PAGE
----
Study Shows Housing Choices Can Affect Children’s Cognitive Abilities

Habitat for Humanity recently shared news from a study by Johns Hopkins University showing that when families spend most of their money on housing, their children’s cognitive performance suffers because they don’t have money for educational items such as computers and books. On the other hand, the study also found that families who allocate less than 20 percent of their income toward housing often live in distressed areas, which has a negative effect on children. “People are making trade-offs, and those trade-offs have implications for their children,” one of the study’s researchers said.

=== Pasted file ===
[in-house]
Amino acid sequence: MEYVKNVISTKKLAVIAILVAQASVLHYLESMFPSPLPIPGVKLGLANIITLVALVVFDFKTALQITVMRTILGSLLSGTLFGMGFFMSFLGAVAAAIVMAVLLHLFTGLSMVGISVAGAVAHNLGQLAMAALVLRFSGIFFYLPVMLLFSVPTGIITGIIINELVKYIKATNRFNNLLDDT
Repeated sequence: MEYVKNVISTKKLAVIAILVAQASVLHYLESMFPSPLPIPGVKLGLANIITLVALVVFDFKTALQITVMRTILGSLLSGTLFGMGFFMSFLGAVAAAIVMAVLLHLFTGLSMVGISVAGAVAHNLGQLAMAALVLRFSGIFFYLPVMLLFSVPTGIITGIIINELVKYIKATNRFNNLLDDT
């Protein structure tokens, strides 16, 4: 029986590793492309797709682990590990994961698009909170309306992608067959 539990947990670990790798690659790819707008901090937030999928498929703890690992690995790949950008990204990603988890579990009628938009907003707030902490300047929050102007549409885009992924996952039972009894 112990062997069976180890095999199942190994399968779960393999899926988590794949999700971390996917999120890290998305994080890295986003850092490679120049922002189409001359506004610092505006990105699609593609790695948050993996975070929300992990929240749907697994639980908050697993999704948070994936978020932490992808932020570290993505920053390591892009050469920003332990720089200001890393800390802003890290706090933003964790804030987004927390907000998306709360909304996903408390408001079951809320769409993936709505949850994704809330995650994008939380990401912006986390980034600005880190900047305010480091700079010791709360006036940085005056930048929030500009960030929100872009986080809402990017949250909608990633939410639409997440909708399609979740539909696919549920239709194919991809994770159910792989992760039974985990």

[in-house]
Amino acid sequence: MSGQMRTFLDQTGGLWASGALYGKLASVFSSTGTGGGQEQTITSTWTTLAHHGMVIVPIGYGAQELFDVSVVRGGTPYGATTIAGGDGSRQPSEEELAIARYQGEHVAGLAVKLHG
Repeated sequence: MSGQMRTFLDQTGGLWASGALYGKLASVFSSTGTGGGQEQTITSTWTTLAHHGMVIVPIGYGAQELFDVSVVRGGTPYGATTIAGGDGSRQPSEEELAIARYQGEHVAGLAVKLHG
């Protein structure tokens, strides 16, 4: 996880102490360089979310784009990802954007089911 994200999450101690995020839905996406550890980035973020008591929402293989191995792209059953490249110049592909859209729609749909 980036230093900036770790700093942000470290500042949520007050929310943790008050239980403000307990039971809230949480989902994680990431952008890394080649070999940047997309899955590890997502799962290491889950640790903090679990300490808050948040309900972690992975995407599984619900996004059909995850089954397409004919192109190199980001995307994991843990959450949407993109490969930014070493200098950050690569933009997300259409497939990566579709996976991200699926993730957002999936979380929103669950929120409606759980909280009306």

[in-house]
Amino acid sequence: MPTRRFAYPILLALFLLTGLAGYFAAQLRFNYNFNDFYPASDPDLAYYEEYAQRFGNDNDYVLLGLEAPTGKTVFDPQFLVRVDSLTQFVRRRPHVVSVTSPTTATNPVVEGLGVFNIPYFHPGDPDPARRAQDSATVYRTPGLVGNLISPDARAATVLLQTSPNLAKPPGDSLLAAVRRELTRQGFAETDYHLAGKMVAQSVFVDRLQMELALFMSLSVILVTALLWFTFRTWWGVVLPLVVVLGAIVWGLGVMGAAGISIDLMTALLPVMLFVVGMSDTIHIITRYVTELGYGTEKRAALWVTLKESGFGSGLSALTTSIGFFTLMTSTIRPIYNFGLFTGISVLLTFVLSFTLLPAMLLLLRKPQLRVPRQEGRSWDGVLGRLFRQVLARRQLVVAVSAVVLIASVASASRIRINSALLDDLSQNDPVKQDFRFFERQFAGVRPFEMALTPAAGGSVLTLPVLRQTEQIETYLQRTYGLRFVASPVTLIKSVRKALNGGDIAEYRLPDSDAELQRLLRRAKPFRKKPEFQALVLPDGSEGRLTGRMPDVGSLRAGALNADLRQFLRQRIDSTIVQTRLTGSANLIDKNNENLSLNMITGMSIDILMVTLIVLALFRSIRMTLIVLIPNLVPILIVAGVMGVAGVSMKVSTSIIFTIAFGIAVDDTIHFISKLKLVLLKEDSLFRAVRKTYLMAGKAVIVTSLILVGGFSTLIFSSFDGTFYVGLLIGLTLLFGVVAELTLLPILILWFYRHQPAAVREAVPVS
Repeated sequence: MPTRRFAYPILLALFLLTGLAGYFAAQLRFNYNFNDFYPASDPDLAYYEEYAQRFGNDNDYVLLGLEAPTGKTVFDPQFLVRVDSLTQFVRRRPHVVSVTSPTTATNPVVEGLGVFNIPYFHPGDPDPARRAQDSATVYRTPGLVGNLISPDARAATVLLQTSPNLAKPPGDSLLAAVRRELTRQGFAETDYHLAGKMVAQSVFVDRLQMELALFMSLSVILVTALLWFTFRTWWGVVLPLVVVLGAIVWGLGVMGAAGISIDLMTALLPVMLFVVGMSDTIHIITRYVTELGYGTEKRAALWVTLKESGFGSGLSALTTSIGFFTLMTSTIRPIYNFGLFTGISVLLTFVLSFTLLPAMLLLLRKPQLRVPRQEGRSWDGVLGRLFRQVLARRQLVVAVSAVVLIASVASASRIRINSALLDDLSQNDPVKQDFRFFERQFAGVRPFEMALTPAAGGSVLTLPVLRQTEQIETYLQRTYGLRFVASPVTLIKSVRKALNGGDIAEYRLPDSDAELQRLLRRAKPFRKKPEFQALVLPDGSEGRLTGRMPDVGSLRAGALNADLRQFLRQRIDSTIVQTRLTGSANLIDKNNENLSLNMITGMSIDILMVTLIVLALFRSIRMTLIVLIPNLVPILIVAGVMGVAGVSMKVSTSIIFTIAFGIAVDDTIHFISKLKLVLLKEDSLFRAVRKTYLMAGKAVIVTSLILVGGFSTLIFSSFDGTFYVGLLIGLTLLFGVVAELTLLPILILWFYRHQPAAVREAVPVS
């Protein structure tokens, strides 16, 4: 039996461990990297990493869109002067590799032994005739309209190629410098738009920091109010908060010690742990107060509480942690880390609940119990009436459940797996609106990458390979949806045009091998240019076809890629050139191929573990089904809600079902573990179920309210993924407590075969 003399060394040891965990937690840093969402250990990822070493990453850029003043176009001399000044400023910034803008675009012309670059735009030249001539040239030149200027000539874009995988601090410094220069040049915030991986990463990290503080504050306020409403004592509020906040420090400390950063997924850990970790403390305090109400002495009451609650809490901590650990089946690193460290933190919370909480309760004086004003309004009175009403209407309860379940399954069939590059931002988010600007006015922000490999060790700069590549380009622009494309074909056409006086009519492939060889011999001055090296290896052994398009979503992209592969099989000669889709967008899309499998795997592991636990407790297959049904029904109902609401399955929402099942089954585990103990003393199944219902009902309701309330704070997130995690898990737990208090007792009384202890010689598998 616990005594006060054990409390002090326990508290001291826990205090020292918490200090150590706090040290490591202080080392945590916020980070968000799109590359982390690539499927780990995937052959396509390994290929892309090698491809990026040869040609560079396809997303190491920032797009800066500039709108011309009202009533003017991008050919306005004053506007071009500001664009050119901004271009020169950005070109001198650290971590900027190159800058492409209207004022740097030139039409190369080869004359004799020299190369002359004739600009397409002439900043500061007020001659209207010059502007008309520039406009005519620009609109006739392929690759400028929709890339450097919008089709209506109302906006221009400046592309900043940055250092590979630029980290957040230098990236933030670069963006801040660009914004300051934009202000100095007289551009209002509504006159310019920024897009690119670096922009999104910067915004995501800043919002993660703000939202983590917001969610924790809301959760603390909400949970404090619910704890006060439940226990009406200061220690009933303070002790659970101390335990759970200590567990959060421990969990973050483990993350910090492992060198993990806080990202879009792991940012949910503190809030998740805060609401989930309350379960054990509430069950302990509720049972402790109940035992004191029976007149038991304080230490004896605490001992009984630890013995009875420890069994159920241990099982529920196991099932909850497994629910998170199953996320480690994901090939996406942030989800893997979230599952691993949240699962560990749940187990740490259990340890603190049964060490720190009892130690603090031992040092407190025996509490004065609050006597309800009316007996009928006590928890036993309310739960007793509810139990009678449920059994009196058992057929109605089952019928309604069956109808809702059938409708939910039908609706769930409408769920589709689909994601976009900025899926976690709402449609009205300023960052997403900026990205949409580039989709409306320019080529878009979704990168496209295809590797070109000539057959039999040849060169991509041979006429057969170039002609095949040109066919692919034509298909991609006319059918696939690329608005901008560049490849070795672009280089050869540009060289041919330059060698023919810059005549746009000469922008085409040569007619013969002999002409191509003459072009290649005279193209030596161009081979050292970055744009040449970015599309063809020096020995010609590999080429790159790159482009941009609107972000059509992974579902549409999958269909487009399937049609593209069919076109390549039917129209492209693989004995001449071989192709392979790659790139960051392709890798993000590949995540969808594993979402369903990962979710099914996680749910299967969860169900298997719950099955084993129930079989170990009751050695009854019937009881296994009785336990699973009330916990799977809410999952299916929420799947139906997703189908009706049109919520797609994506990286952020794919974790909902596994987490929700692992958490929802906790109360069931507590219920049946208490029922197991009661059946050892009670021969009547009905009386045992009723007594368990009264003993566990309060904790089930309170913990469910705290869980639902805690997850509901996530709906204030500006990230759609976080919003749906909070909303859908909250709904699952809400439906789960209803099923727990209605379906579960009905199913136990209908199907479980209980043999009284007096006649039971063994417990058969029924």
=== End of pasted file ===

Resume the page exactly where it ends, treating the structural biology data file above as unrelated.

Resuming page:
Children with the best cognitive outcomes come from families who spent about 30 percent of their income on housing, according to Johns Hopkins professor Sandra Newman, who is also director of the Johns Hopkins Center on Housing, Neighborhoods and Communities. The study found that children were better served when families sought low-income housing in stable neighborhoods, as opposed to paying a small price for low-quality housing.

Habitat for Humanity works internationally to provide people with a decent, safe, and affordable place to live. Carla Cole, a team lead for the Rosicki, Rosicki & Associates, P.C., Batavia, New York, office, is a board member of Habitat for Humanity Genesee County.

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